Patent interferences are inter partes proceedings conducted by the U.S. P.T.O. Board of Patent Appeals and Interferences and are used to determine which of two or more parties was the first to invent a claimed invention. To support motions filed in an interference proceeding, the parties submit direct testimony as written affidavits. Guidelines for the cross examination of witnesses submitting affidavits have been developed by the Board and available since at least September 2000. In a long overdue opinion, an expanded panel of the Board of Patent Appeals and Interferences provided “clarification” regarding its Cross Examination Guidelines. Parvarello v. Lan, Patent Interference No. 105,394, Paper 85, January 12, 2007.

The opinion clarifies a number of issues:

  1. Stipulations between the parties that the failure to state the basis for an objection does not constitute a waiver of that objection are improper. Any objection to the admissibility of evidence during cross examination must be stated concisely and in non-argumentative and non-suggestive manner and must include the legal basis for the objection.
  2. Blanket objections which do not state a basis for the objection are improper. An example of a blanket objection is when an attorney merely states “objection” and provides no basis for the objection.
  3. A number of types of objections and discussions by attorneys during a deposition are improper. For example, objections stating that the question is ambiguous, not clear or vague are improper. Proper objections include hearsay, document not authenticated, and leading and beyond the scope of the direct testimony. It is up to the witness, not opposing counsel, to ask for a clarification. Likewise, it is not up to opposing counsel to note any confusion.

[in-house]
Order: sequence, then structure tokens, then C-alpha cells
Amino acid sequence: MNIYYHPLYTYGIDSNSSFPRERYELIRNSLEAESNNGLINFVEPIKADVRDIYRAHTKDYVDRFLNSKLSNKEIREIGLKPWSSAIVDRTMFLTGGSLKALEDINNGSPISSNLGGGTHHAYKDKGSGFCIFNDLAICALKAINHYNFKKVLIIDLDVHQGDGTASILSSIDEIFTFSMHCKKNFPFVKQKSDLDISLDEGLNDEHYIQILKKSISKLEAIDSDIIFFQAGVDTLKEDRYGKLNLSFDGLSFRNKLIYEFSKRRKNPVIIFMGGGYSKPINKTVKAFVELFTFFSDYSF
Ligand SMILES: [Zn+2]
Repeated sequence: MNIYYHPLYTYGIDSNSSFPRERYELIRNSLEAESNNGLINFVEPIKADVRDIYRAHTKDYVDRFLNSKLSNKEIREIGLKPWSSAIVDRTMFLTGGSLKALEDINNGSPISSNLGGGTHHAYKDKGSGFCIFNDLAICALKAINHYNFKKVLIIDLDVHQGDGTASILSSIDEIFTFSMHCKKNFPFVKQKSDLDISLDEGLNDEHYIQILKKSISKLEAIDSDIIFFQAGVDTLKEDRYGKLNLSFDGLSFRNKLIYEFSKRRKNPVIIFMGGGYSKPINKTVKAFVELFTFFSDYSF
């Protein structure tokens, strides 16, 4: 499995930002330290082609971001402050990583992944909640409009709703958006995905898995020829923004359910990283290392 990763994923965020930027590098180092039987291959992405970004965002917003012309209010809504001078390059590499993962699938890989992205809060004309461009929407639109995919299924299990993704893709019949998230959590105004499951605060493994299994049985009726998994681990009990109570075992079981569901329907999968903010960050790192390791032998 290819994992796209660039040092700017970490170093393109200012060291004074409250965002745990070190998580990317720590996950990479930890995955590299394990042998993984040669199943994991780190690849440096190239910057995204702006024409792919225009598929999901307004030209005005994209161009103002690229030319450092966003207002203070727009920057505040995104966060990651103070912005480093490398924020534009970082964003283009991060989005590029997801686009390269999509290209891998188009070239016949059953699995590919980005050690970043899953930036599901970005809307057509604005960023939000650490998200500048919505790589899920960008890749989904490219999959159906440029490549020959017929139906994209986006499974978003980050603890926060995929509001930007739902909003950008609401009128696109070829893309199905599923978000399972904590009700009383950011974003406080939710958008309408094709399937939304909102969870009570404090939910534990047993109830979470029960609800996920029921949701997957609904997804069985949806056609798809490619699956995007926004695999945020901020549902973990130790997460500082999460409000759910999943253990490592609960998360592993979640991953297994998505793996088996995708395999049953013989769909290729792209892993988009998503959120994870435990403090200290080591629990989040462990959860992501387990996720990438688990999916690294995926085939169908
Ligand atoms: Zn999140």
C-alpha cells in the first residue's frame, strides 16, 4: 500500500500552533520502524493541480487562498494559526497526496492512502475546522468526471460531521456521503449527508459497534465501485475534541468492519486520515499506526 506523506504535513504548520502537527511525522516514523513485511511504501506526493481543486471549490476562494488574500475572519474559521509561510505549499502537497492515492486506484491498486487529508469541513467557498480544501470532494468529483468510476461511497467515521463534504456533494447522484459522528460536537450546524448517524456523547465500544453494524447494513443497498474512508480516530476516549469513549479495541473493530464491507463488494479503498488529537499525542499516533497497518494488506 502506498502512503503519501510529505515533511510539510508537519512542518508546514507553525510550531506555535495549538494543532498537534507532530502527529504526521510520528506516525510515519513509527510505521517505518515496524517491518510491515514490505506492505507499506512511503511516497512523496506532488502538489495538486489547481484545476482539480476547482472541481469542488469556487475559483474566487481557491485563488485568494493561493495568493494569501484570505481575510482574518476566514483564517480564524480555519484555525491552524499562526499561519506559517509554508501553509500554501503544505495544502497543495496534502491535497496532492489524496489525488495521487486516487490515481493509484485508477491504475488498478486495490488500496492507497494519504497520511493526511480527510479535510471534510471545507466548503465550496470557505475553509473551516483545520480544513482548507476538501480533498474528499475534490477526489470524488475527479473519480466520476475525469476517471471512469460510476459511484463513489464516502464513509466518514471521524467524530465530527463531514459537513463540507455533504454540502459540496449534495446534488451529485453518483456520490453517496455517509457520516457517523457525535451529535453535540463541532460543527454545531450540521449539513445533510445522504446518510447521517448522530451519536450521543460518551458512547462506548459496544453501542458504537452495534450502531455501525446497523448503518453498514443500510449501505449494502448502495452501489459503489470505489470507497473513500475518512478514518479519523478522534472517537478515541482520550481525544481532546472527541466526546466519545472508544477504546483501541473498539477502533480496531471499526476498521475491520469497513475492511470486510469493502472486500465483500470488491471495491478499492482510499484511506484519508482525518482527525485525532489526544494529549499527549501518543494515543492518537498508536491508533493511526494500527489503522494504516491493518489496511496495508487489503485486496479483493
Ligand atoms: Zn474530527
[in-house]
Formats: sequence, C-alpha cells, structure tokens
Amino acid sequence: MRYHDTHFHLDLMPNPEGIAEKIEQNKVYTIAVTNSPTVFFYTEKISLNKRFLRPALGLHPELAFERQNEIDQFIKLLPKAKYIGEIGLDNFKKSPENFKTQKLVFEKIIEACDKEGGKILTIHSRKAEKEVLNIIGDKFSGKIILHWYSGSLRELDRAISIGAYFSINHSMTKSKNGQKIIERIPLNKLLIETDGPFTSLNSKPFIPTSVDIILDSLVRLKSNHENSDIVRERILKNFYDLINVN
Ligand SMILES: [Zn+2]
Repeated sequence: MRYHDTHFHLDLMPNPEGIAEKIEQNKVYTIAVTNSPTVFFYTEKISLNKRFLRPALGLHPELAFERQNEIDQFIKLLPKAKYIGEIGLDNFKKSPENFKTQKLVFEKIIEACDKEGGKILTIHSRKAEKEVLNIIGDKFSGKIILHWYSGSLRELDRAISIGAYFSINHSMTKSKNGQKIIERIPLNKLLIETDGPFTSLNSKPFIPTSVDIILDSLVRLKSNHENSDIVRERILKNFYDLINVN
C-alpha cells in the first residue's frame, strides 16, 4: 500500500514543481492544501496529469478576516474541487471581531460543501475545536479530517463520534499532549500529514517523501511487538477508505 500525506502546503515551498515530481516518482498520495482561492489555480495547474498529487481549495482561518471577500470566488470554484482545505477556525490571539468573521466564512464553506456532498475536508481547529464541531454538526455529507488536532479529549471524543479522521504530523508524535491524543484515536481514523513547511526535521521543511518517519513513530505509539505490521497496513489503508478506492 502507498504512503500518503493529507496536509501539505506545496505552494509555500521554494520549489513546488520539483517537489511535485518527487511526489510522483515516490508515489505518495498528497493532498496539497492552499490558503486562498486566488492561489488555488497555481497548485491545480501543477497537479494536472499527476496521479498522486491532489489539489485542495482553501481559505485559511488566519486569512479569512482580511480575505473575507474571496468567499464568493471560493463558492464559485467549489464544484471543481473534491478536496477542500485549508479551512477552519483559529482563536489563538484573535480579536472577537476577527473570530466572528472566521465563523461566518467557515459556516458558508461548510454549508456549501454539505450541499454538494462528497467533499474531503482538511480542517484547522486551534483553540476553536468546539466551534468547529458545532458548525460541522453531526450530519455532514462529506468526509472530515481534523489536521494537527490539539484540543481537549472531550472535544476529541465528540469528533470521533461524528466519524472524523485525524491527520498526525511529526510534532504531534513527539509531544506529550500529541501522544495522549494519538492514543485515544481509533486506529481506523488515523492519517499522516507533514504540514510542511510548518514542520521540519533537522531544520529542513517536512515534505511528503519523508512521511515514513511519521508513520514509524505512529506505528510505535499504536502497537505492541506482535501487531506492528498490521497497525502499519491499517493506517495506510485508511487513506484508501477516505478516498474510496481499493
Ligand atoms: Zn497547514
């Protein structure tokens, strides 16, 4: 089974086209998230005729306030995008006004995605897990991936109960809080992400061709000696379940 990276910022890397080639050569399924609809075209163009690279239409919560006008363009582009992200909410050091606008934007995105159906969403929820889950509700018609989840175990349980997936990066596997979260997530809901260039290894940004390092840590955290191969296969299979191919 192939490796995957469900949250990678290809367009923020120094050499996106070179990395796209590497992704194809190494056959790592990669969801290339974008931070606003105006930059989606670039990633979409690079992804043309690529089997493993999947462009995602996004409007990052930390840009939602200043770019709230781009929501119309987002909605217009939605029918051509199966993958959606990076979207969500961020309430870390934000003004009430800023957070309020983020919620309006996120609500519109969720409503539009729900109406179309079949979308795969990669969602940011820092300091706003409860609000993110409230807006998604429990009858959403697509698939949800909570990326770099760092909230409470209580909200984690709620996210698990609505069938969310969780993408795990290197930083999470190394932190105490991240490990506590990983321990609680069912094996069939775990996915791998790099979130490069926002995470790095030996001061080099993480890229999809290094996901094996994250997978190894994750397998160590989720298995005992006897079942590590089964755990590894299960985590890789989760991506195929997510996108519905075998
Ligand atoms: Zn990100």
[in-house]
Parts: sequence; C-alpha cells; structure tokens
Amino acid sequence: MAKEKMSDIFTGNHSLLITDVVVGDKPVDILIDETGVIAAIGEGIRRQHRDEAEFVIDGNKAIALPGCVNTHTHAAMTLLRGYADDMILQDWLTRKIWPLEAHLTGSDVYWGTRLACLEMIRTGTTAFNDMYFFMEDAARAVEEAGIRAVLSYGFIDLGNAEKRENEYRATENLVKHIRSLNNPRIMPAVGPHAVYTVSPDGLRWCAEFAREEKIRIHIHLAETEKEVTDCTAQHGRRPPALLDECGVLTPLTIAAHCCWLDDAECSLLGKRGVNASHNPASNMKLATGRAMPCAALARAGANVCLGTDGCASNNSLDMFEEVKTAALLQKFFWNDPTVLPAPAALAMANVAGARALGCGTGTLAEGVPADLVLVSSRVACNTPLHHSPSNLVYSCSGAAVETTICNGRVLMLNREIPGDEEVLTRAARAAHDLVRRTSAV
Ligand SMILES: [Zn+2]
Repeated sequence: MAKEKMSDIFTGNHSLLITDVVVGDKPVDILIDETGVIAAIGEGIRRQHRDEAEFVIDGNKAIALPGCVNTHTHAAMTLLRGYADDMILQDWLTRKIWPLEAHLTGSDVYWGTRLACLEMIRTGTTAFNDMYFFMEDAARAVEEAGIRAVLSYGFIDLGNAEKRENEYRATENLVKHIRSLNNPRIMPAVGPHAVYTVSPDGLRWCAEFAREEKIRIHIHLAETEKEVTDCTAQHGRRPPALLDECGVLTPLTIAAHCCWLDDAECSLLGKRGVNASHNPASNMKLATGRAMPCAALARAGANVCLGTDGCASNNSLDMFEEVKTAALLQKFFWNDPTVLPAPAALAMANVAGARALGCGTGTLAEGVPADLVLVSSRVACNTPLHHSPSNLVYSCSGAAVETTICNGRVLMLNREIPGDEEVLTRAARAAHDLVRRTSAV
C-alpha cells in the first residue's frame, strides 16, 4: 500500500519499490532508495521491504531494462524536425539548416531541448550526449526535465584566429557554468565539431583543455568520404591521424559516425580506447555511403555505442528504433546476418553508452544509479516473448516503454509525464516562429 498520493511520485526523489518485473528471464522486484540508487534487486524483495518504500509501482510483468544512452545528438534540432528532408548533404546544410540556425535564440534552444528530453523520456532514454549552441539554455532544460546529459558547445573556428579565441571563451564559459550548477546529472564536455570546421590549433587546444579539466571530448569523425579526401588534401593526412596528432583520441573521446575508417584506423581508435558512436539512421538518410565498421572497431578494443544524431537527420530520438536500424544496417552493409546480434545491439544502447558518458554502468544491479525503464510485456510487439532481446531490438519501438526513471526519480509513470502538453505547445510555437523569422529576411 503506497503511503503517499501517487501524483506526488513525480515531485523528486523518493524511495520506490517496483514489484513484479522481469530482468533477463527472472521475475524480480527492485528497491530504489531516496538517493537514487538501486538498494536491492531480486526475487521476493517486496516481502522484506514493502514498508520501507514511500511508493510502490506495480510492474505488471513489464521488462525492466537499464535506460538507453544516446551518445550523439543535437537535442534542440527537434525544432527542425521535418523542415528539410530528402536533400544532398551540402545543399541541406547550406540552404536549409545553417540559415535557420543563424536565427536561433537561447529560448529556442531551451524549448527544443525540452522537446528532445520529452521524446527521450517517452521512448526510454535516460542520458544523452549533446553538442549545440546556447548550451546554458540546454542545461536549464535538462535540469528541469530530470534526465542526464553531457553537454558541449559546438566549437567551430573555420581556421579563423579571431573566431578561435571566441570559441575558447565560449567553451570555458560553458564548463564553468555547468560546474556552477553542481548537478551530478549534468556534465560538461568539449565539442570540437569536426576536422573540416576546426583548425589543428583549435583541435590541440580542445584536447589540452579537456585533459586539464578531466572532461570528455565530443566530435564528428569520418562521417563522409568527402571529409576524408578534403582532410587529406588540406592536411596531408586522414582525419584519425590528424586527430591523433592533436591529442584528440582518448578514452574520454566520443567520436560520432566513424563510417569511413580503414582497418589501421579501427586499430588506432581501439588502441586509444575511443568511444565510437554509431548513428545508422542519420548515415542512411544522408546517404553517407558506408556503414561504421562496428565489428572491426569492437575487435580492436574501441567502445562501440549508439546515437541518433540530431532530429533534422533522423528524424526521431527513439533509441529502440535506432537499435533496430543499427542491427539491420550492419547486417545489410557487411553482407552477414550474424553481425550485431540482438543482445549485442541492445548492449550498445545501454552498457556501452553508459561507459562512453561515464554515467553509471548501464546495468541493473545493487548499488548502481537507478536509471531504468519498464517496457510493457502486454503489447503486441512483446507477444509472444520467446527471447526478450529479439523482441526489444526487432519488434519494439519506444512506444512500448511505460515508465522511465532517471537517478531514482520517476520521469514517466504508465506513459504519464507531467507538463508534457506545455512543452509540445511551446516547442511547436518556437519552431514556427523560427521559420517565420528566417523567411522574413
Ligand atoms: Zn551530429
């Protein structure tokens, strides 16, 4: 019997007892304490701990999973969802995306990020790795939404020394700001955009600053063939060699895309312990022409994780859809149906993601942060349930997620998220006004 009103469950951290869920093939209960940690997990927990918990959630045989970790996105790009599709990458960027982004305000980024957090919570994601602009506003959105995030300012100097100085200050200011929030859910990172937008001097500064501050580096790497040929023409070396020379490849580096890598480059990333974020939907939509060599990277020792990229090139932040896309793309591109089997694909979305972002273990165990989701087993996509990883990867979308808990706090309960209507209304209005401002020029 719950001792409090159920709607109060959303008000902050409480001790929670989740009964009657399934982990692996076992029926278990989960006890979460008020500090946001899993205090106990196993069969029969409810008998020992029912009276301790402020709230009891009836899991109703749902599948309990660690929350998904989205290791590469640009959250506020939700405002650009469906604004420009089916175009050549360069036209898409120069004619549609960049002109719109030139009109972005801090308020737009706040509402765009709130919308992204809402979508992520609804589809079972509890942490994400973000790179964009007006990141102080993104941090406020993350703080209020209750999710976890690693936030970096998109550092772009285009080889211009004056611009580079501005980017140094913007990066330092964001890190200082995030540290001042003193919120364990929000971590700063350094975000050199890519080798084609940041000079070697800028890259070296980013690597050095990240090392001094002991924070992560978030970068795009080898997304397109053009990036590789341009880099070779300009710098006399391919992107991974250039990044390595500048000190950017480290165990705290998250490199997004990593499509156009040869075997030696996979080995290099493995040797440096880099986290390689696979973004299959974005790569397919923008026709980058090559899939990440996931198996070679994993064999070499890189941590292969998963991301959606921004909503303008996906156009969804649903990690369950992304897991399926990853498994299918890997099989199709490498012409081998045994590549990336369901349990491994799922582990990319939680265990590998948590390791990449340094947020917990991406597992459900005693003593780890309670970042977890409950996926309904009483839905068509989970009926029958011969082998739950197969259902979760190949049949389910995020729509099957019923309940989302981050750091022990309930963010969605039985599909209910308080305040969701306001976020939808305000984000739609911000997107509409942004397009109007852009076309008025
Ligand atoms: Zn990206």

4. The Board noted that the administrative patent judge (APJ) should be called to settle disputes – the APJ is “but a phone call away.”
  5. Questions regarding how affidavit / direct testimony were prepared should be avoided. Although a majority of Federal Courts have determined that such questions are proper, they are to be avoided during interference crossexaminations.

The Board stated that it does not matter how a declaration for direct testimony was prepared, e.g., who suggested what, what changes were made, how drafts and the final declaration were transmitted to a witness for signature, etc. Instead, the Board stated that what matters is what is said on the merits, e.g.,

  1. identification of credentials,
  2. explanation of an invention,
  3. explanation of prior art,
  4. explanation why an invention would not be expected to “work,”
  5. an underlying basis for opinions stated by experts and (6) events related to conception, diligence and actual reduction to practice.